Consideration should also be given to whether first responders and courts have the expertise and skill necessary to execute existing laws in a manner which properly protects a person experiencing abuse.

As the point of entry into the criminal justice system, police play a critical role in protecting individuals experiencing coercive control and domestic violence more broadly.8 Police have significant discretionary powers and the operational decisions individual officers make in responding to domestic violence can have life or death consequences.

Training should be designed to equip police with the skills to recognise the complex dynamics of domestic and family violence and the particular impacts and experiences of violence for First Nations women, women from culturally and linguistically diverse backgrounds, women with disability, older women and LGBTIQ+ people.

Similarly, all levels of the judiciary, legal practitioners and court staff should receive increased and ongoing training on how to recognise the complex dynamics of domestic and family violence, and specifically coercive control, survivor adaptability and the impacts and manifestations of trauma.

Other support providers such as counsellors and health service providers working with victims/survivors of domestic and family violence should also be properly equipped to sensitively identify and navigate domestic abuse in all its forms.

Perpetrator intervention programs

Perpetrator intervention programs recognise the importance of challenging and shifting abusive and violent behaviours and represent an opportunity for men who use violence to change. Perpetrator programs work to break down misogynistic views and a deeply held sense of entitlement perpetrators use to justify their abuse.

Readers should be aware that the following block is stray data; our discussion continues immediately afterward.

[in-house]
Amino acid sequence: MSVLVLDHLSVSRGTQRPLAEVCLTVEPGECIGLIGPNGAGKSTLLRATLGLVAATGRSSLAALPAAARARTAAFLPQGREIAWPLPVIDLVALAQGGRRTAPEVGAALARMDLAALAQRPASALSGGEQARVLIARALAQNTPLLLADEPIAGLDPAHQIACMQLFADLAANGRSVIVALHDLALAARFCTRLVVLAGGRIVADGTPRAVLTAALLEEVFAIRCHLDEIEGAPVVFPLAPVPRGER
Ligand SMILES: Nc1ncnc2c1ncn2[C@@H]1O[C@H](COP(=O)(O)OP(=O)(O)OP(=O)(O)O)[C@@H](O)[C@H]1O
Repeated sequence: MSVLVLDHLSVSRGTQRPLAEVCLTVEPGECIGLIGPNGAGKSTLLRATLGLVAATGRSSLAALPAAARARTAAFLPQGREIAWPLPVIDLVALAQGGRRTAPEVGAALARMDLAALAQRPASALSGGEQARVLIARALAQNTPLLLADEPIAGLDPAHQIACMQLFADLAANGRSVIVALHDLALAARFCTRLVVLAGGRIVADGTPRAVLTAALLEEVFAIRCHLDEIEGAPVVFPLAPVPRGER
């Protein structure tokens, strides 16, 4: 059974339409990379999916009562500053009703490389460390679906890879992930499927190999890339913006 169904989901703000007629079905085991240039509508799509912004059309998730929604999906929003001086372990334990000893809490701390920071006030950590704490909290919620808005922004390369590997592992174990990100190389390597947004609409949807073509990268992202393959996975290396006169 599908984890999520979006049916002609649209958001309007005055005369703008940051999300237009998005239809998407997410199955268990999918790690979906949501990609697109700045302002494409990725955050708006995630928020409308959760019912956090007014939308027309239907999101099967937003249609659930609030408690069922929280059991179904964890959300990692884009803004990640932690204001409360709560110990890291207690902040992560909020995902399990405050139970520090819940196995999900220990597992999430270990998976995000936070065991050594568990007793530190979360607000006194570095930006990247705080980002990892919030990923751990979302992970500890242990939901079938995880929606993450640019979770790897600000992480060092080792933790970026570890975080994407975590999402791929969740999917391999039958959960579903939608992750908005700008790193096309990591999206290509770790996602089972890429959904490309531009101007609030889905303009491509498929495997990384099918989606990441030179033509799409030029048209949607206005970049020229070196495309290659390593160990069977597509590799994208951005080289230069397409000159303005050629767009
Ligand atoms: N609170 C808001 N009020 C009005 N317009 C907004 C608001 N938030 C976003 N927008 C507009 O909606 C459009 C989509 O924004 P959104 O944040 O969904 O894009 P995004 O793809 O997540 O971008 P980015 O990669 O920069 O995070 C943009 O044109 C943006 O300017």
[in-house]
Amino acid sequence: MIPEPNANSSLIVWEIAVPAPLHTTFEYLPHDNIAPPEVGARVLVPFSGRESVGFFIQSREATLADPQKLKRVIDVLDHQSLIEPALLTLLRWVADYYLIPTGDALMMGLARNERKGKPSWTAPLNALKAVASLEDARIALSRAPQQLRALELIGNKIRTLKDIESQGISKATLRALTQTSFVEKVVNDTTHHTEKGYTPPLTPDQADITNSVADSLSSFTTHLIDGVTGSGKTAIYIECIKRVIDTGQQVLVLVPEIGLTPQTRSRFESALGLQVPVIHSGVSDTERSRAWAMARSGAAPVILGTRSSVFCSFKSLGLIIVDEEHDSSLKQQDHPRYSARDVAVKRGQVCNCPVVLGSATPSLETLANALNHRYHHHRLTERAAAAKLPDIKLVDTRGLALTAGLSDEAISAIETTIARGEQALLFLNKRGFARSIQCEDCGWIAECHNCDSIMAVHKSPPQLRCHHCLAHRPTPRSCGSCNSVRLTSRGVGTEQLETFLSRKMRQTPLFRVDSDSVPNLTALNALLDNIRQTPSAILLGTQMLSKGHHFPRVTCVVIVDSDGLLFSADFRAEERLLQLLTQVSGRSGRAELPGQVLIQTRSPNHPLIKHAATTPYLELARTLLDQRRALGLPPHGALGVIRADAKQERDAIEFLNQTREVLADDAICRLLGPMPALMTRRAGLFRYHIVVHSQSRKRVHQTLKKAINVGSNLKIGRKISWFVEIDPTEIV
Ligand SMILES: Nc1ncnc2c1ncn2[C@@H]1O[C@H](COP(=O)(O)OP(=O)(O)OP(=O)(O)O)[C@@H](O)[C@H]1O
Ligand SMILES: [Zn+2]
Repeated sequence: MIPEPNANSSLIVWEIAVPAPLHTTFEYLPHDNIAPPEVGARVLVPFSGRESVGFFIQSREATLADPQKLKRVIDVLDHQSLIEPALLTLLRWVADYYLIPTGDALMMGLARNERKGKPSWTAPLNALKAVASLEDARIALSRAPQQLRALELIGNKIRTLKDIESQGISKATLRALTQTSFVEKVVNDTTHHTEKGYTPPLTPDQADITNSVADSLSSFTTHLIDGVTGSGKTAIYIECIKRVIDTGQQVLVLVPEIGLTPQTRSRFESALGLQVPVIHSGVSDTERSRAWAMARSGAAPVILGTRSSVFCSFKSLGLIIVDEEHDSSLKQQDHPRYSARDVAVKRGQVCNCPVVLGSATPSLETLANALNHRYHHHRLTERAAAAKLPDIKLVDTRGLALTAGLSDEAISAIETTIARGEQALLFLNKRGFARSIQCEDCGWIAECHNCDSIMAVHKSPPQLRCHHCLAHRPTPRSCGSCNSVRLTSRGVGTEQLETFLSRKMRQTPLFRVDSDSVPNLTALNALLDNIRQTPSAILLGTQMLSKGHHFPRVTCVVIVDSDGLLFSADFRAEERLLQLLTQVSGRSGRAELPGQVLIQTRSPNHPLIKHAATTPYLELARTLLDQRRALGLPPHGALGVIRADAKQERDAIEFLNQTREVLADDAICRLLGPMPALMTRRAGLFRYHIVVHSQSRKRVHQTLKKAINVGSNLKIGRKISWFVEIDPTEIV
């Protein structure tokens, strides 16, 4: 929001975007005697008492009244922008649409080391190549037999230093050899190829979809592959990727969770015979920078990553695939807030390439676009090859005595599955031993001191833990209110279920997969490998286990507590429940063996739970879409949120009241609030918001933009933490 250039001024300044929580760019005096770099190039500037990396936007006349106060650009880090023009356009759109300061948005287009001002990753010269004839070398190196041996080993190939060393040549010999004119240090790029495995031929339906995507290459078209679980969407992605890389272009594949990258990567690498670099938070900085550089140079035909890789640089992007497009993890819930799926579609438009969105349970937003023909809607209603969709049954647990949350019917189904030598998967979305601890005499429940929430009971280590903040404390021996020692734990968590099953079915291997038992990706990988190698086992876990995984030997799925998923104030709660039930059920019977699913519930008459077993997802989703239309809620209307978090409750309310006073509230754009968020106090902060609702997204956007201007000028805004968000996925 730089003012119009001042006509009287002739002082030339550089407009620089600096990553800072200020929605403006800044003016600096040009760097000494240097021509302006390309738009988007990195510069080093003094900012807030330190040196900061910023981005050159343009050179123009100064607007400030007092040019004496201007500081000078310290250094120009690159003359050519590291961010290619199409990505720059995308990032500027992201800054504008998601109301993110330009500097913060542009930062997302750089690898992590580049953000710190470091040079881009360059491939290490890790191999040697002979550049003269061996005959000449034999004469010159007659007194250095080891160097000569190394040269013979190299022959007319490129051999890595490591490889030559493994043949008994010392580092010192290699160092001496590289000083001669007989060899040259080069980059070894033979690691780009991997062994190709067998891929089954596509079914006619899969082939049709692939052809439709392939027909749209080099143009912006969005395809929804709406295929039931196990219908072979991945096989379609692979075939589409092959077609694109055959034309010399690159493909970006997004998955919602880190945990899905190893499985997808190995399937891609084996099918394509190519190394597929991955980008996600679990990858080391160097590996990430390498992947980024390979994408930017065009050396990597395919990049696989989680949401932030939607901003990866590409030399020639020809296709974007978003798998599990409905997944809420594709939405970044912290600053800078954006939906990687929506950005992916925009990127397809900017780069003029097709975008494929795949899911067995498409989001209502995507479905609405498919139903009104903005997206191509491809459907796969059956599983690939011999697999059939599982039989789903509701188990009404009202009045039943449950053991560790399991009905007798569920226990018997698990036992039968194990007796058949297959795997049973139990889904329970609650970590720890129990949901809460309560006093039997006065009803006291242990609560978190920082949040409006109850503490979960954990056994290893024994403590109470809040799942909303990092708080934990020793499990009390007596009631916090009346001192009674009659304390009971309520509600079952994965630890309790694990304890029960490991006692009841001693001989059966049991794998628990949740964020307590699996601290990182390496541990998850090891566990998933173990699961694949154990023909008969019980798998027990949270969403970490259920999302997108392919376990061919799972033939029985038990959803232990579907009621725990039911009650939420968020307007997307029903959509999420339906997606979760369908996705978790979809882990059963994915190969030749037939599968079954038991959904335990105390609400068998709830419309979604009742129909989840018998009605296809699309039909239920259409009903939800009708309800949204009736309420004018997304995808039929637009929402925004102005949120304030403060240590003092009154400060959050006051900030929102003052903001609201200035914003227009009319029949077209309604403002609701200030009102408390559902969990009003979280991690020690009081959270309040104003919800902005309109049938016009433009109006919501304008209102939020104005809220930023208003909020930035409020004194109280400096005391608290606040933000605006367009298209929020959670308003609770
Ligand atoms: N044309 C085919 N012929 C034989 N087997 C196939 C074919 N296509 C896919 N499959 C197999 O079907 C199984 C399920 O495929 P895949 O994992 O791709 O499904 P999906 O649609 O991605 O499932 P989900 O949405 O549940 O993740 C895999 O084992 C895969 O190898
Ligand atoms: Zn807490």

However, discussion around perpetrator interventions is often simplistic and there are a range of complexities and challenges involved in the delivery of perpetrator intervention and men’s behavioural change programs.

An order or direction for a perpetrator to attend a perpetrator program does not guarantee the safety of their victim. Currently, perpetrator programs offered in Queensland are inadequate and commonly range from 16 to 27 weeks. The models and approaches vary depending on whether they are held within the community or within a custodial environment.

There are also significant delays in accessing perpetrator or behaviour change programs, as well as a lack of variety in available programs. Many programs also fail to align with other services aimed at addressing issues which intersect with domestic and family violence, such as mental health, drug and alcohol addiction, unemployment, poverty and housing insecurity.

QLS recommended that the taskforce consider the structures and resources that will be necessary to improve availability and timely access to perpetrator intervention programs.

Consideration should be given to the capacity and capability of current systems to support effective models of perpetrator interventions.

QLS also considers ongoing evaluation and research into the efficacy and safety of perpetrator intervention programs is critical in ensuring such programs achieve their aims without compromising the safety of victims.

Legislative response

Queensland currently has both a civil and criminal response to domestic and family violence.

Civil domestic violence orders under the Domestic and Family Violence Protection Act 2012 (Qld) (the Act) are designed to offer accessible protection for victims. The civil system has a number of benefits. The standard of proof is lower and the strict rules of evidence do not apply.9